PRODUCTION

Methamphetamine is readily produced using common household products and over-the-counter medicines, most notably ephedrine or pseudoephedrine. These compounds, once easily obtained in large quantities by purchasing cough and cold remedies, have been the subject of new legislation that restricts their purchase in many jurisdictions. Although synthesizing methamphetamine is a relatively simple process, most methods of production involve flammable chemicals, such as phosphine gas. Significant morbidity and mortality has resulted from fires caused by inexperienced chemists working with such compounds in clandestine laboratories.

Much of the methamphetamine supply in the United States originates from large-scale producers located in Mexico and California. However, there has been a surge of small-scale laboratories in recent years, particularly in the Midwest, that have become an important source of the drug. These laboratories may elude detection by law enforcement officials because they are often mobile, existing, for example, in large vans or pickup trucks. These operations have been found in such diverse locations as mobile homes and motel rooms, exposing the general public to the danger associated with methamphetamine production.

In 2006 the United Nations Office on Drugs and Crime reported that global production of amphetamine-like stimulants, including methamphetamine, was estimated at 480 metric tons. This was a higher value than calculated for the previous year but was less than that for 2000, showing an overall decrease since the beginning of the 21st century. Nations in north America, central America, western, central and eastern Europe, and east and southeast Asia represent the most important contributors to the global methamphetamine market. In particular, the largest producers of methamphetamine worldwide are located in Burma, China, and the Philippines.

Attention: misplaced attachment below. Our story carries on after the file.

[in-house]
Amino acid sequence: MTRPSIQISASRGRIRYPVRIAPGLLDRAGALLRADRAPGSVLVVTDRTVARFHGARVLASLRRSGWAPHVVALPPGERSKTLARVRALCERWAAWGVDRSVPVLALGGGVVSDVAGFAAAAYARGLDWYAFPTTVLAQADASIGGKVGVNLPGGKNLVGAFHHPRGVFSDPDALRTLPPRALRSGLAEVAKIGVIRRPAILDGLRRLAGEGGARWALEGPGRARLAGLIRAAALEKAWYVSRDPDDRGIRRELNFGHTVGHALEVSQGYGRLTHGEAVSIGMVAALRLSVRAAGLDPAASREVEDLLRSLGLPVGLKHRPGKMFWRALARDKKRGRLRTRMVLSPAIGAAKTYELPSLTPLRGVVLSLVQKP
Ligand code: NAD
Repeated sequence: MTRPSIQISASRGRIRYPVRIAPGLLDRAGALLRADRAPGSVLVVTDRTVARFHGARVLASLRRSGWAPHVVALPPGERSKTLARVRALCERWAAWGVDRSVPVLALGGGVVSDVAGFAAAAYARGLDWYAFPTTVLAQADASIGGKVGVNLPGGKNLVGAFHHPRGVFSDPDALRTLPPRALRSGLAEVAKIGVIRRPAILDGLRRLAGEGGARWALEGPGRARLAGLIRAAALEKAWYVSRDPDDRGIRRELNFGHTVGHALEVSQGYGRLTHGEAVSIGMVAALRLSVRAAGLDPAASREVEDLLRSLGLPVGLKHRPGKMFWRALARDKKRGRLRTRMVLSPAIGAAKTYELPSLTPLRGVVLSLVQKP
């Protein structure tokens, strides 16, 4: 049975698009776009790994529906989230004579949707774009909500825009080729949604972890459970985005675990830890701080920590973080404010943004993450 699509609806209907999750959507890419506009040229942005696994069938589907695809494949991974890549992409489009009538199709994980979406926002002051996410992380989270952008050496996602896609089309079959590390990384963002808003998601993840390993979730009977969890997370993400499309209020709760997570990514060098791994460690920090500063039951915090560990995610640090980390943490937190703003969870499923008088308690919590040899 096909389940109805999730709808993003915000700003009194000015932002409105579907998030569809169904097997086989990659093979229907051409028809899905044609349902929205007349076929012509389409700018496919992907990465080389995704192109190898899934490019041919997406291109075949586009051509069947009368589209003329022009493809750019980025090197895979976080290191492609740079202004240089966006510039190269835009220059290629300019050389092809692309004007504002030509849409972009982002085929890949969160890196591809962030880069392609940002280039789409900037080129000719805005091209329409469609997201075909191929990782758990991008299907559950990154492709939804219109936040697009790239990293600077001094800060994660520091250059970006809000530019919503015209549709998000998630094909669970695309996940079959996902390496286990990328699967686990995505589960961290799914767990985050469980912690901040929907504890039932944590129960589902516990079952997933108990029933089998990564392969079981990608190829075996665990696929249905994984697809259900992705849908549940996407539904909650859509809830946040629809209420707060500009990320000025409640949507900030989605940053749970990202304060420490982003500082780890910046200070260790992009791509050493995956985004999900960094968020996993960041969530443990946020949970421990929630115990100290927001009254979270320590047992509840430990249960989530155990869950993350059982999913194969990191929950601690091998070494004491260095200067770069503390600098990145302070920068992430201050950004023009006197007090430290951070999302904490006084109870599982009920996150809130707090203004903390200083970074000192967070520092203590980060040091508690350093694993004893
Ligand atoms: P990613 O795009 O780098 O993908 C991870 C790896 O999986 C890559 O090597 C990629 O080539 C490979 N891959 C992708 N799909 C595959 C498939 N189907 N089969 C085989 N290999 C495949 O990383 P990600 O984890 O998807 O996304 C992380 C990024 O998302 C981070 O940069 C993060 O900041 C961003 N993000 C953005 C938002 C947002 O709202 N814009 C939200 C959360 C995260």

SOCIETAL AND GLOBAL IMPACT

The illicit use of amphetamines, most notably methamphetamine and MDMA, is of increasing concern in north America. In 2002, 1.4 percent of people aged 15–64 used methamphetamine or another amphetamine-type stimulant. Domestic methamphetamine production operations are an important public health issue not only because they provide a readily available supply of methamphetamine, but also because of laboratory fires.

Worldwide, abuse of amphetamines rivals that of cannabis, the most commonly used drug internationally. The majority of amphetamine users live in Asia, with the highest prevalence of abuse found in Thailand. These high rates are concerning for several reasons. Because of their energy-increasing and inhibition-lowering effects, the use of amphetamines can be associated with risky sexual behaviors and transmission of sexually transmitted diseases including human immunodeficiency virus (HIV). Injection of the amphetamines intravenously also provides a route for direct inoculation of HIV and other blood-borne diseases, including the hepatitis B and C viruses. Additionally, injection using nonsterile needles places the user at risk for bacterial infections such as sepsis, bone and joint infection, pneumonia, and abscesses of the skin and other organs.

Treatment for amphetamine abuse is reviewed elsewhere in this encyclopedia (see, e.g., Methamphetamine Abuse). Modalities targeting individual drug users as well as public health interventions are important in reducing the prevalence of illegal amphetamine use, and will ultimately prove invaluable in decreasing the harms associated with abuse.

    SEE ALSO:
  • AIDS; Club Drugs; Drug Abuse; Methamphetamine Abuse.

BIBLIOGRAPHY
  • Drug and Alcohol Services Information System, “Trends in Methamphetamine/Amphetamine Admissions to Treatment: 1993-2003,” www.oas.samhsa.gov (cited October 2006).
  • Merck Manual Home Edition, “Amphetamines: Drug Use and Abuse,” www.merck.com/mmhe (cited October 2006).
  • National Institute on Drug Abuse, “NIDA Research Report—Methamphetamine Abuse and Addiction,” www.drugabuse.gov (cited October 2006).
  • Scott E. Hadland
    Washington University School of Medicine
    Copyright © 2008 by SAGE Publications, Inc.